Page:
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So there is this guy contending for the presidency–how did this happen, by the way?–named Newt Gingrich, who is a terrible clown, particularly on issues that matter to those of us who take limited government seriously. Two weeks ago Newt Gingrich called the Congressional Budget Office a "reactionary socialist institution," which incidentally is approximately as coherent as accusing Michael C. Moynihan someone of being a "Yankee-loving Red Sox fan." Worse than Gingrich's ritual abuse of adverbs was the authoritarian thinking behind it: Institution X produces data I disagree with, so down with Institution X! Lest you think that I am claiming special privilege for some obscure bureaucracy, note that Gingrich has roughly the same approach toward an entire branch of government.
This bleg post is actually not about Newt Gingrich. The point is that there are forces in American politics that seek to demagogue truth on the road to vanquishing enemies, and there are others that seek to spread enlightenment even (especially?) to those who disagree. As Reason's Peter Suderman wrote at the time of Gingrich's latest brain-fart,
[T]he primary problem isn't the CBO. It's the elected officials who pass and write legislation. Indeed, the CBO was created in part to restrain politically motivated budgeting B.S.
As former Congressional Budget Office director Douglas Holtz-Eakin told me earlier this year, the primary job of the CBO is to score, not forecast, using a consistent set of rules so that legislators and other analysts can compare the relative cost of any particular bill to other legislation. The agency doesn't second-guess legislative proposals, or try to anticipate changes made by future Congresses. It scores each law as if it will be implemented exactly as it is on paper. "By having that set of rules for scoring, you can compare games across time, across teams, and across all sorts of situations, because you have a common thread of scores," Holtz-Eakin said. "So the most important thing about scoring is to apply the same rules to every bill." With the health care overhaul, Democrats in Congress knew this, and took advantage of the agency's consistent scoring rules in order to produce a favorable legislative score.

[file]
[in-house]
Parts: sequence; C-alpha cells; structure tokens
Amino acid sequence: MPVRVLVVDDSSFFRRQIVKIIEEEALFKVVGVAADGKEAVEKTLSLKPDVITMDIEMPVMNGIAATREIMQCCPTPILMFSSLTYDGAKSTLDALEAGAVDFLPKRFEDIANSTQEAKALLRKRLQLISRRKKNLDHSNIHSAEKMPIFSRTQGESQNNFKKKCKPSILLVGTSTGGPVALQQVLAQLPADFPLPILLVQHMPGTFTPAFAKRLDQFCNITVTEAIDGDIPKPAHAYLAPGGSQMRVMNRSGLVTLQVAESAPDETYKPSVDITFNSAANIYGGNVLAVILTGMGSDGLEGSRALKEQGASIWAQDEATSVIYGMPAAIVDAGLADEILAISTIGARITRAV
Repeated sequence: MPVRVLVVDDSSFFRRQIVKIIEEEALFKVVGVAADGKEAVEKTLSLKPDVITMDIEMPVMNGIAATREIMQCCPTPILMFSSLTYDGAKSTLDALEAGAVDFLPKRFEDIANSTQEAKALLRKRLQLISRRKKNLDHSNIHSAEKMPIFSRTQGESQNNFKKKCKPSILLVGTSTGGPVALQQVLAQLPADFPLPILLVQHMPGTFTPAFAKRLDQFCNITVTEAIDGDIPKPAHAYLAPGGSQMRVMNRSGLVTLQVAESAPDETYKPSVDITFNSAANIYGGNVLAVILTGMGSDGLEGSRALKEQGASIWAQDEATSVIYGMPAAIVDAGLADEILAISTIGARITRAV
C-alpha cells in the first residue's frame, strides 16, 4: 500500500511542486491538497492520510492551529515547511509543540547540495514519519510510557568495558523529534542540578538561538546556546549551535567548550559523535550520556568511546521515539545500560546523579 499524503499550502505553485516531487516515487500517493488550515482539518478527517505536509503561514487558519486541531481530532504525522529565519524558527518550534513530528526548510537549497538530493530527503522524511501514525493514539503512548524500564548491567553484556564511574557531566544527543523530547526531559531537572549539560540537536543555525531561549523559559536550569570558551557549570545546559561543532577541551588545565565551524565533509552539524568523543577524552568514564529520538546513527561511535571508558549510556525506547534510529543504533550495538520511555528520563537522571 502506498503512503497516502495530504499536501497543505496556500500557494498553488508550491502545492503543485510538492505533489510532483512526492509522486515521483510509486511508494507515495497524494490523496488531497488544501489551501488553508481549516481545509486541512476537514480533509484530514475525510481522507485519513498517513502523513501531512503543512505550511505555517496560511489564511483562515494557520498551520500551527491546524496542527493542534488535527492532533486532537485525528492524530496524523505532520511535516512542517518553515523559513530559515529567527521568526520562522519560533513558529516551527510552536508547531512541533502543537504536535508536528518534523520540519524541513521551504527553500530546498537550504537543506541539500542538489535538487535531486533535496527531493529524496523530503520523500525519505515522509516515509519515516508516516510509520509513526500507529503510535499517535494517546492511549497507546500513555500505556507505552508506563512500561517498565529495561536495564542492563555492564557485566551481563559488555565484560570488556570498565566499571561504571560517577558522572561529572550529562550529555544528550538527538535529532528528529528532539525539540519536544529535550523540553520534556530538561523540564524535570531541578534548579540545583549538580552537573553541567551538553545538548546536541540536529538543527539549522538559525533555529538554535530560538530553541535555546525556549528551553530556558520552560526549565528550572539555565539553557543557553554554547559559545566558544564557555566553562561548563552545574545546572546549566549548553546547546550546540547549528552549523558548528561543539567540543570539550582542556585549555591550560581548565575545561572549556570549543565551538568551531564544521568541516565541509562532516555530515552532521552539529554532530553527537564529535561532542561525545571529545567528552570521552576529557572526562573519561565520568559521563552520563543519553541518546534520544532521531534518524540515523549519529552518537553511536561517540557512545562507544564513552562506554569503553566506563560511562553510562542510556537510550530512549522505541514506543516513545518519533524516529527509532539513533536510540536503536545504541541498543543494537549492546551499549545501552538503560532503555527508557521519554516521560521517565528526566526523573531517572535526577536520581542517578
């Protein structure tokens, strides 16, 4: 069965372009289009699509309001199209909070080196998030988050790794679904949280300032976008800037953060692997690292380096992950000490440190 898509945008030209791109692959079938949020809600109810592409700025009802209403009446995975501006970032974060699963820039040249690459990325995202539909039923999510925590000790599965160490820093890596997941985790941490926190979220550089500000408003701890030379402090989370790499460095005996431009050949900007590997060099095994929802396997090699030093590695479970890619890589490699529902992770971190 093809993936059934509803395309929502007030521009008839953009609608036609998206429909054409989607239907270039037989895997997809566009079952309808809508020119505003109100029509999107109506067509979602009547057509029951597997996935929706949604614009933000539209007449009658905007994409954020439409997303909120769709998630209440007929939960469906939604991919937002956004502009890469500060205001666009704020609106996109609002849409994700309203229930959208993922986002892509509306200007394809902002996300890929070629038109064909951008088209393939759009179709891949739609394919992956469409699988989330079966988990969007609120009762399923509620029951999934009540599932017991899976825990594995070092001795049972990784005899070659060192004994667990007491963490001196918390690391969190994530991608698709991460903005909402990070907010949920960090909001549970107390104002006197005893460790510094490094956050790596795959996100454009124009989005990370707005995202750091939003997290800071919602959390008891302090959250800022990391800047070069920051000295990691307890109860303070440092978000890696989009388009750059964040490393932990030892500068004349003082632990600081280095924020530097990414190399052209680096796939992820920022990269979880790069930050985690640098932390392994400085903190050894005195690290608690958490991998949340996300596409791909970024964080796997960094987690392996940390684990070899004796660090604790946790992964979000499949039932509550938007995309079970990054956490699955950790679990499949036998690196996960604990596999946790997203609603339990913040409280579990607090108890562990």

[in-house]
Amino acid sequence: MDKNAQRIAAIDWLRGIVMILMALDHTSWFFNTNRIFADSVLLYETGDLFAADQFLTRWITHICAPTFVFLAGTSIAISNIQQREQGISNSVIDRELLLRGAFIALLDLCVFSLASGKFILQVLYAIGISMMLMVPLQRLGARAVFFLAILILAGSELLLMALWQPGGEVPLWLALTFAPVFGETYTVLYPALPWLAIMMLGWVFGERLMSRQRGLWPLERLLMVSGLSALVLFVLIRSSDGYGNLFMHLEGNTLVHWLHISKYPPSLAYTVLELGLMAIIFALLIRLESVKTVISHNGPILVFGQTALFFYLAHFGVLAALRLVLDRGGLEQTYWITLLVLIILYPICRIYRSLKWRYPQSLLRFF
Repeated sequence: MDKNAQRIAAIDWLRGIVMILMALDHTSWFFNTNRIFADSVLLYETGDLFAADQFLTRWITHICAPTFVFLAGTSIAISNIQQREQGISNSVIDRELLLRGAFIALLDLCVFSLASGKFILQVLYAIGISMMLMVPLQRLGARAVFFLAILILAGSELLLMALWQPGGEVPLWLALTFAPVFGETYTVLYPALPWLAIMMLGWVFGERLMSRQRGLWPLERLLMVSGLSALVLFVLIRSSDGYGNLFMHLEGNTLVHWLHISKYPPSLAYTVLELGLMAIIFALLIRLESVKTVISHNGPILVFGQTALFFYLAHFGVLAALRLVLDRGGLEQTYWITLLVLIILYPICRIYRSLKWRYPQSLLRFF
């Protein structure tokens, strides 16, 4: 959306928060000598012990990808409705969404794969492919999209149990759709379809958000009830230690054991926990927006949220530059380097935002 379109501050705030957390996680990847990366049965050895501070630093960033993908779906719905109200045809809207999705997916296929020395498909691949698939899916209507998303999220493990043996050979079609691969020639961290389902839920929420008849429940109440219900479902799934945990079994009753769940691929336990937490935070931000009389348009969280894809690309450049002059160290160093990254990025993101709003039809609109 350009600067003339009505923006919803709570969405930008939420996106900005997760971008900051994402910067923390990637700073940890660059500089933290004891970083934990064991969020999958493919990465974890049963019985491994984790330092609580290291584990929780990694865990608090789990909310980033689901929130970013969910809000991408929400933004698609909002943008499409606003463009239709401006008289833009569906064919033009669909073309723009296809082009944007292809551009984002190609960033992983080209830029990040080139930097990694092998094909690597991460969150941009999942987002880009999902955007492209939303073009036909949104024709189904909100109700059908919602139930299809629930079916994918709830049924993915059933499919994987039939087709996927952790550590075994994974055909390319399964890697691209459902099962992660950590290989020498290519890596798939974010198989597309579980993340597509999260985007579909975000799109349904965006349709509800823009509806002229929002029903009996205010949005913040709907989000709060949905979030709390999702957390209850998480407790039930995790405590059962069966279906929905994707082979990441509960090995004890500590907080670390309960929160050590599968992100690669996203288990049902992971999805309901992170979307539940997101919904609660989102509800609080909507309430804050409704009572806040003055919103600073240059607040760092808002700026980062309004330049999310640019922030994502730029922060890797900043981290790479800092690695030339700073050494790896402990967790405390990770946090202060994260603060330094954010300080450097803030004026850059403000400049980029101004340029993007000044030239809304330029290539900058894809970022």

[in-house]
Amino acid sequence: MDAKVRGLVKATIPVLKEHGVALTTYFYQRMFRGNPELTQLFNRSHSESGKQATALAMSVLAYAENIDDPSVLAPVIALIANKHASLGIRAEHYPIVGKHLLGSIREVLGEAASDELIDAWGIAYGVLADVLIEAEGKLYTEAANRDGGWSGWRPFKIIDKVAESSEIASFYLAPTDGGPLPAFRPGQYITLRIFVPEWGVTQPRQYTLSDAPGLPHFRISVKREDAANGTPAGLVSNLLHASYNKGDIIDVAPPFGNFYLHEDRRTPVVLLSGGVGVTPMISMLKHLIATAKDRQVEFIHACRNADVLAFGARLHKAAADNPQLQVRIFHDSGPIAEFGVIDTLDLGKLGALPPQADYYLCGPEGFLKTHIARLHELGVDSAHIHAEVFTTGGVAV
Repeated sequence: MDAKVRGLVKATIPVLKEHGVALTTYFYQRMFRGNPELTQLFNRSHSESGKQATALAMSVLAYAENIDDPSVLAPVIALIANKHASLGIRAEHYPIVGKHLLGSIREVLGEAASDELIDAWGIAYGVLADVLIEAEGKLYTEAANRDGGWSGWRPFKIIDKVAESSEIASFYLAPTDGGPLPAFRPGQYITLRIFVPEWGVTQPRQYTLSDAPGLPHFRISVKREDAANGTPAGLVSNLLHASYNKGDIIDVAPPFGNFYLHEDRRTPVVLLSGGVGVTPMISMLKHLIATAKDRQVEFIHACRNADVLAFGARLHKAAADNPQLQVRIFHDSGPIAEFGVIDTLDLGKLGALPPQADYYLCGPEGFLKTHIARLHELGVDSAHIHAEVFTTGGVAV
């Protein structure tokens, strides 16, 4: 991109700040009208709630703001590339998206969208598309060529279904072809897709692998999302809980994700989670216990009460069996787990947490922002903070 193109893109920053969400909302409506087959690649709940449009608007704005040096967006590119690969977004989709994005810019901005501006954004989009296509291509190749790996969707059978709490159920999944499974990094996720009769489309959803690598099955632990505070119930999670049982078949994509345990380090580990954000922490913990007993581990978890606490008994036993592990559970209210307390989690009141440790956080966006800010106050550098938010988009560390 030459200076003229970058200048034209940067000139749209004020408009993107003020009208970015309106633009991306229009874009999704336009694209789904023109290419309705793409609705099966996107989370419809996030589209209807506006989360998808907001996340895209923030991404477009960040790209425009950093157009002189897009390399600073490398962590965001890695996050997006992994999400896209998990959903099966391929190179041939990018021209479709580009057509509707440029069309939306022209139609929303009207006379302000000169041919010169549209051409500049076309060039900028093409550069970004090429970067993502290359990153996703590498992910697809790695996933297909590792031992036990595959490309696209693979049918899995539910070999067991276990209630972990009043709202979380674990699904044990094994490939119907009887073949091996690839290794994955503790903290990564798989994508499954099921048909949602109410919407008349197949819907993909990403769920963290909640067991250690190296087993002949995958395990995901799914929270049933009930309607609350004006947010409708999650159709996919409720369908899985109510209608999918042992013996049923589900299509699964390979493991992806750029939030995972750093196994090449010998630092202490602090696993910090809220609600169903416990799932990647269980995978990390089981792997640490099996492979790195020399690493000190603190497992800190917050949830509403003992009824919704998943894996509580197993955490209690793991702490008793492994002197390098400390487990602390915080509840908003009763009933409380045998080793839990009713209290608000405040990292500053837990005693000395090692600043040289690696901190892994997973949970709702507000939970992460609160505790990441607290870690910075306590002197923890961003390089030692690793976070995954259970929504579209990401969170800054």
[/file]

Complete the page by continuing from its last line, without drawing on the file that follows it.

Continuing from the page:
Emphasis mine, to keep you mothers awake.
The CBO is a perhaps structurally incoherent apparition–a governmental entity that seeks to apply objective measures to government proposals. Yet it plays a crucial role in American politics. Do you want to know how the agency works? There is no better magazine feature on the subject in the English language than the one penned two years ago by Peter Suderman. He was there, day by day, as President Barack Obama and his Democratic majority gamed the CBO within an inch of its life to ram through health insurance reform. And while a nation of lousy or just lazy journalists spread workaday disinformation, Suderman has been there to remind them that there is no such thing as a CBO "report" measuring how the stimulus has created jobs. It's a point that requires constant reminding, given the state of our national media. Neither ideologues nor those claiming to be the opposite have time for this kind of careful work.
I was reminded of all this tonight while watching a terrific speech by the economist, Econ Talker, and Cafe Hayekian Russ Roberts. Roberts, speaking to an audience comprised heavily of D.C. libertarians (I know, right?), used the Gingrich "reactionary socialist" quote and the did-you-know-the-CBO-only-makes-predictions-about-the-stimulus insight to great and shocking effect. And yet my parochial/nationalist brain was thinking, "You know, Suderman had all this on the Hit & Run blog, in real time." Perhaps this impression was further abetted by the fact that Peter was supposed to be sitting at my table, but instead was on a deadline preparing a mammoth cover feature on Romneynomics....
Did I mention that Reason.tv interviewed Russ Roberts about his contributions to the heroic Keynes vs. Hayek rap videos? Watch it below:
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